Toledo group joins battle against Ebola

Dr. Thomas Asher, right, and Dr. Karen Asher, shown in Sierra Leone during an earlier trip, are co-founders of the Toledo-based West African Education and Medical Mission.
Dr. Thomas Asher, right, and Dr. Karen Asher, shown in Sierra Leone during an earlier trip, are co-founders of the Toledo-based West African Education and Medical Mission.

PITTSBURGH — As the deadly Ebola virus sweeps through three West African nations, the Toledo-based West African Education and Medical Mission and Pittsburgh’‍s Brother’‍s Brother Foundation are aiding the region with continued shipments of medical supplies.

The first symptoms of the virus appeared three months ago in Guinea. When Ebola was diagnosed, local governments did not view it as significant.

But now, with about 400 deaths, hospitals in two other affected countries, Liberia and Sierra Leone, are overwhelmed by hundreds of infected, highly contagious patients.

To contain the epidemic, the World Health Organization continues to call for multilateral “drastic action.”

The Toledo and Pittsburgh groups are working together to send supplies this week more directly geared to the outbreak.

The Ebola virus was last in the headlines in 2007, when it killed 187 people in the Democratic Republic of Congo in central Africa. Transmitted to humans by exposure to infected animals, Ebola manifests in a sudden and intense fever and is believed to be spread by bodily fluids, including sweat. That necessitates protective equipment, which U.S. groups help provide.

Brother’‍s Brother, a global relief organization founded 56 years ago, has supported 200 African hospitals to date.

When President Luke Hingson visited Sierra Leone in February, he met Toledo doctors Karen and Tom Asher.

They are medical advisers to the Christian Health Association of Sierra Leone. To date, it has aided and staffed 12 hospitals and 40 clinics. Co-founders of the West African Education and Medical Mission, the Ashers have lived in Africa nine months of the year since 2008.

At a WHO conference this week in Ghana, health authorities from Guinea, Liberia, and Sierra Leone and neighboring nations will work on a unified strategy for controlling the epidemic.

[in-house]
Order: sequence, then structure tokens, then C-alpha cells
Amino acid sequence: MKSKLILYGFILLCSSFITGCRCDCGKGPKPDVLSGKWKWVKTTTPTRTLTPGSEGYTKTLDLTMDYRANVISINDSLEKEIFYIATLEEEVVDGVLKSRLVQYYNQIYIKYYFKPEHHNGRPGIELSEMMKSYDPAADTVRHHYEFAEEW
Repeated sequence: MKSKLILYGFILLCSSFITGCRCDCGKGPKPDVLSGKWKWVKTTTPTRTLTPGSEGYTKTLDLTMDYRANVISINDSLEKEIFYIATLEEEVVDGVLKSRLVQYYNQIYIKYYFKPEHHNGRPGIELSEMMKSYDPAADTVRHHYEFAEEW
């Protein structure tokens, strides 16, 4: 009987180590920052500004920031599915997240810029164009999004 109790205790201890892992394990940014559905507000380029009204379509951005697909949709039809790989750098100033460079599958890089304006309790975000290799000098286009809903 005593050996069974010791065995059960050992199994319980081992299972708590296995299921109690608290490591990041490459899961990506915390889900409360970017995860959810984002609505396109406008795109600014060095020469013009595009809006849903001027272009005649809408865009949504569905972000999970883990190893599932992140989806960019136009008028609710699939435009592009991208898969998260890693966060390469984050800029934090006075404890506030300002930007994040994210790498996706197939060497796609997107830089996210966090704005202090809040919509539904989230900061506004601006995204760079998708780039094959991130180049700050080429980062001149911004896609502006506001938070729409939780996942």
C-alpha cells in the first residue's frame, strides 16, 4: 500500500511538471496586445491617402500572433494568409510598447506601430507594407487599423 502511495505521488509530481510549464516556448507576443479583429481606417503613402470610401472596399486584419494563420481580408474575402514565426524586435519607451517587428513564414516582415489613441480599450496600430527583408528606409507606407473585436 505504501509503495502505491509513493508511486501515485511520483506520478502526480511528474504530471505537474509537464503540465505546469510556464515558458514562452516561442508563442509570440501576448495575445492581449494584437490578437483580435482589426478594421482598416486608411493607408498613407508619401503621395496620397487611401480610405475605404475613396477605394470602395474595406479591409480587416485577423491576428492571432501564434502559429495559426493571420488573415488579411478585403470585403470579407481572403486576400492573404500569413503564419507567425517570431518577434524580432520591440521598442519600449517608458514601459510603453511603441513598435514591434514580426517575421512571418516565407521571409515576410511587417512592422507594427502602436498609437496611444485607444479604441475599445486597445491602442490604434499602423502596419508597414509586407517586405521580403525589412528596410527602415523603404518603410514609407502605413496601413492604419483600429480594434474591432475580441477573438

Senior officials in affected nations are requesting the help of the developed world.

“This is very urgent. There is no time to lose,” said Ibrahim Conteh, deputy chief of mission for the Embassy of Sierra Leone in Washington. “People are dying.”

WHO estimates that symptoms appear from two to 21 days after contraction, after which Ebola has a case fatality rate of up to 90 percent. Since the first case in 1976, the disease has killed more than 3,000 people.

Although contained to Africa at this point, Ebola is highly contagious, and health authorities have warned that one infected airline passenger could transmit the disease beyond the continent.

There is no known cure or vaccine.

According to the Ashers’‍ colleagues working on the ground, the Sierra Leone government is working with nongovernmental organizations to gather supplies and staff for the most endangered areas.

Roadblocks serve as fever checkpoints, and national radio and flyers attempt to educate about symptoms and prevention.

But in a country with one Ebola testing site, 100 doctors to treat its 6 million people, and an average family daily income of $1.16, communication is limited.

Two major health-care concerns dominate international conversation around the epidemic — and inform the way that the Pittsburgh and Toledo organizations are responding. First, the safety of doctors and hospital staff is of high priority.

“These people are putting their lives on the line to go to work,” said Dr. Karen Asher.

Health advocates also worry about the tendency of West African hospitals to over-ration in an effort not to run out of supplies.

“One of the things we think is most effective is assuring them, ‘‍Go ahead and use it. There are more coming,’‍” Dr. Karen Asher said.

“There are shortages that the Western world can’‍t even imagine,” she said, to explain the over-rationing. “I remember walking around an OB ward, looking down and seeing maggots in a reused catheter.”

Mr. Hingson recalls a similar scene in the Connaught Hospital of Freetown, Sierra Leone. “In the pediatric orthopedic ward, mom was the IV pole,” he said.

The Toledo and Pittsburgh groups accept contributions of operating tables, IV poles, fluids, mattresses, exam gloves, gowns, masks, soap, and protective gear. Once packed into a shipment, the supplies spend three months at sea.

“We’‍re in this for the long haul. We send shipments all year because the need is there all year,” Dr. Karen Asher said.

Although the coalition’‍s immediate assembly of supplies won’t reach West Africa until the end of the summer, the knowledge of their existence is designed to empower affected hospitals — especially in Sierra Leone — to protect their doctors and use what they have to treat the Ebola outbreak.

The Ashers will return to the region this year, despite the epidemic’‍s risks. They will join more than 150 teams of doctors that WHO has dispatched to assist in the disaster response.

“How can we not? I can count on one hand the number of American children that died in my decades here as family doctor,” said Dr. Karen Asher.

“One out of every five kids will die in that country.”

Block News Alliance consists of The Blade and the Pittsburgh Post-Gazette. Emma S. Brown is a staff writer for the Post-Gazette. Contact Emma S. Brown at: or 412-263-3778.